Thanksgiving is almost upon us and many wonderful recipes and dishes, passed down for generations, are awaiting our taste buds.

People may gain weight during the holiday season between Halloween and  Christmas due to overeating. Some extra  calories come from sweet treats, but they may also come from added fats used in some preparation methods.  Try reducing excess calories by making healthier choices for yourself and your loved ones. 

This infographic offers easy strategies to reduce the extra sugar, salt, and saturated fats that are often found in holiday celebrations as well as ways to get more dietary fiber through whole grains, fruits, and vegetables.  You can also use the search feature on the MyPlate Kitchen  or Eat Smart Recipe  websites to easily find new and healthy ways to prepare the old favorite recipes. Here are some new recipe ideas for pumpkin

A few changes to food and activity choices can  make a world of difference in creating a healthier holiday. Some great ideas to build healthy eating and physical activity into holiday festivities can be found here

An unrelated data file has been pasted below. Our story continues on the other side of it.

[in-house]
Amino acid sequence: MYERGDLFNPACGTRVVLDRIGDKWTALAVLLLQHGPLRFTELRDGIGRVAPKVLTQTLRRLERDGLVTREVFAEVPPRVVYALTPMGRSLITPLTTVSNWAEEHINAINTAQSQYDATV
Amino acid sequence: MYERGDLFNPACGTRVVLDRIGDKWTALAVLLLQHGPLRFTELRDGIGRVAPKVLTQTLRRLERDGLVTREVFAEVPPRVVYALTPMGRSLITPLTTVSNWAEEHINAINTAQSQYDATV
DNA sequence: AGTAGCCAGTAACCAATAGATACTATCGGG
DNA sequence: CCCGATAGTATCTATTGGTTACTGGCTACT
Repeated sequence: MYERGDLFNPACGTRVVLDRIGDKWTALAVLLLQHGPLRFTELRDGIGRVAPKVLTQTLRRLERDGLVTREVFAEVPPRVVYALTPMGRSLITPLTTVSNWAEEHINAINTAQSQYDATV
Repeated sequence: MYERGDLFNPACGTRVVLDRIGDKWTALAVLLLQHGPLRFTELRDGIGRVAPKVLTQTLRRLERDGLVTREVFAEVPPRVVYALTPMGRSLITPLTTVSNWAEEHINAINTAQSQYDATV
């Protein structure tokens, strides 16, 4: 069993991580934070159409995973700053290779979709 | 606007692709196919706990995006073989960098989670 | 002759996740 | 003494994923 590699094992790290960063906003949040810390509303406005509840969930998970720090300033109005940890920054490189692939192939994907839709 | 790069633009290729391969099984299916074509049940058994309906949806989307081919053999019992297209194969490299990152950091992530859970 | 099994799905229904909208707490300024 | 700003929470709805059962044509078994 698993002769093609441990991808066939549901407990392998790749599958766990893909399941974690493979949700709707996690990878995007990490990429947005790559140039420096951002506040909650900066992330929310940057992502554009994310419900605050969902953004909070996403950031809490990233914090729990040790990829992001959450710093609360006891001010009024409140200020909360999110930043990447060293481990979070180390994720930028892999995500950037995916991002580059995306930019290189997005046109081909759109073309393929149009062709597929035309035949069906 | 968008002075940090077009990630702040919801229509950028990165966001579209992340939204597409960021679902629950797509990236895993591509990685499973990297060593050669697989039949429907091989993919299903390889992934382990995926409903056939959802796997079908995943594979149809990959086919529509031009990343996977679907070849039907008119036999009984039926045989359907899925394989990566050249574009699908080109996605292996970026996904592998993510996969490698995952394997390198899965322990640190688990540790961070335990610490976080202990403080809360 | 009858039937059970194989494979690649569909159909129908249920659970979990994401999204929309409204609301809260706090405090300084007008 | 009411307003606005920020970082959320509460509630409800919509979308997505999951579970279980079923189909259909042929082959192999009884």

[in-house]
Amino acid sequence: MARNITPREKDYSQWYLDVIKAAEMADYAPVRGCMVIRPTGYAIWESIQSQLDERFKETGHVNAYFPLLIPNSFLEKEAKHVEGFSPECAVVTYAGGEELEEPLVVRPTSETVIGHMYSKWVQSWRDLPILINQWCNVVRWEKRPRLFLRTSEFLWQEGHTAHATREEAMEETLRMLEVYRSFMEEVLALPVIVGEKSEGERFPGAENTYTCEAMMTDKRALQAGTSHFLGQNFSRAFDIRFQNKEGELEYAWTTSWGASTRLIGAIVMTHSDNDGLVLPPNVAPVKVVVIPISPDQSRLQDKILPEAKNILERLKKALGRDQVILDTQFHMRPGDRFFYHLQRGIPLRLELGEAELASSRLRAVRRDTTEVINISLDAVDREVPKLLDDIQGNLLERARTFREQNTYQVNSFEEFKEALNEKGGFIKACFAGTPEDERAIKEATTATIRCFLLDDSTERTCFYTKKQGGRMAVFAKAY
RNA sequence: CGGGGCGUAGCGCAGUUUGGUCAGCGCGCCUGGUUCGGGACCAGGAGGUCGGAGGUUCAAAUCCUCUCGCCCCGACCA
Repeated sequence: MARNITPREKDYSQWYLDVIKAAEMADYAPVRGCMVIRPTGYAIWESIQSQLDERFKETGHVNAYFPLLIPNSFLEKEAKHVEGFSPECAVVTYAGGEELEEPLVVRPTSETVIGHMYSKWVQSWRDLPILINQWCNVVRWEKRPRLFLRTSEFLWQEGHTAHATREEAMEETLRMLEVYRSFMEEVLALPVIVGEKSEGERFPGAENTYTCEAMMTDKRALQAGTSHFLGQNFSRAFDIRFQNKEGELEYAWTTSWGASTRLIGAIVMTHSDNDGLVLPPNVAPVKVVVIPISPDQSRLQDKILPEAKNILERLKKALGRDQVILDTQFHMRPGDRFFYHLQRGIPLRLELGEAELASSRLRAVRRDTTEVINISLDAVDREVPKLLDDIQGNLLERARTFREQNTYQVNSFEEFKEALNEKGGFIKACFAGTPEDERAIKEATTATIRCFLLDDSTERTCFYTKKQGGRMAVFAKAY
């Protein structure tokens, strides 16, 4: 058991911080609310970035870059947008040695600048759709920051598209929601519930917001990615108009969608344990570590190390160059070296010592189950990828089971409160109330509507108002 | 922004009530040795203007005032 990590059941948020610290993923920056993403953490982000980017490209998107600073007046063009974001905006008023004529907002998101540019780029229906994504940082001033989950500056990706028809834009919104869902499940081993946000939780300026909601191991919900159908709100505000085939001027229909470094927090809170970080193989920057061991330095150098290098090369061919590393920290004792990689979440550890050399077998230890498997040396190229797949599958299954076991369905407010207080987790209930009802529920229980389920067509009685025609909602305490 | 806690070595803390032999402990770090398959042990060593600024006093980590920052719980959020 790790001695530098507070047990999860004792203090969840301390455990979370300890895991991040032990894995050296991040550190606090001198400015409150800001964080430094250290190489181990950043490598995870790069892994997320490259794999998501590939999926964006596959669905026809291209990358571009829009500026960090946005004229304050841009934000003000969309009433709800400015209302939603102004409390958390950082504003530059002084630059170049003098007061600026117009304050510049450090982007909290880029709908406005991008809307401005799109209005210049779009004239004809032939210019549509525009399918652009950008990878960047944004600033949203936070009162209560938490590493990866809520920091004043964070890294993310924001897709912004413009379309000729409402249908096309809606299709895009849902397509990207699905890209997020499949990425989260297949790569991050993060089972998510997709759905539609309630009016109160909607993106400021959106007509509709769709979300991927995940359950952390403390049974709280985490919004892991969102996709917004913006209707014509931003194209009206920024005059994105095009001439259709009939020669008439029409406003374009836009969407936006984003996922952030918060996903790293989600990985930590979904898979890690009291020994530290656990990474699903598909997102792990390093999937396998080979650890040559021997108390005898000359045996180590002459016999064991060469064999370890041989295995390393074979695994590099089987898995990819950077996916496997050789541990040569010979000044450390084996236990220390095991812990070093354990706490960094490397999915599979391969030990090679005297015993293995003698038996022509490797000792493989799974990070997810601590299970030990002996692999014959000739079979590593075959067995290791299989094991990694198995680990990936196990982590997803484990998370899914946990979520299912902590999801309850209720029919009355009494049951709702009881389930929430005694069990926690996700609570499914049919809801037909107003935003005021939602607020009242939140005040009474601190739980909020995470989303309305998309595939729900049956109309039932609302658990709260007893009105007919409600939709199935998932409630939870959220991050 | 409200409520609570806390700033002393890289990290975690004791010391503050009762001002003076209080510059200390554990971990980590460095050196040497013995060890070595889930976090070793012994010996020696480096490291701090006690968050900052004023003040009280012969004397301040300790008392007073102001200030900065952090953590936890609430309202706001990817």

Stretch Food Dollars to Buy More MyPlate Foods

  • Check store flyers, shop store specials, use coupons, shop deals online
  • Look for  the best deals – seasonal, holiday foods are often on sale - fresh, frozen, or canned fruits and veggies are all healthy choices; find recipes at
  • Use your food supplement benefits when food shopping at the grocery store or  farmers’ market.

 Stretch your money by making the most of leftovers from holiday meals. Check out this Eat Smart blog post for ways to use some of those Thanksgiving leftovers like turkey, potatoes, sweet potatoes, stuffing, squash, and green beans.Here you will find some suggestions to use leftover turkey that are both delicious and nutritious!

Remember to be food-safe when you are preparing your meal. No one wants to get sick from eating any of the fantastic array of holiday foods!


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This material was funded by USDA's Supplemental Nutrition Assistance Program - SNAP in cooperation with Maryland’s Department of Human Services and University of Maryland Extension. University programs, activities, and facilities are available to all without regard to race, color, sex, gender identity or expression, sexual orientation, marital status, age, national origin, political affiliation, physical or mental disability, religion, protected veteran status, genetic information, personal appearance, or any other legally protected class.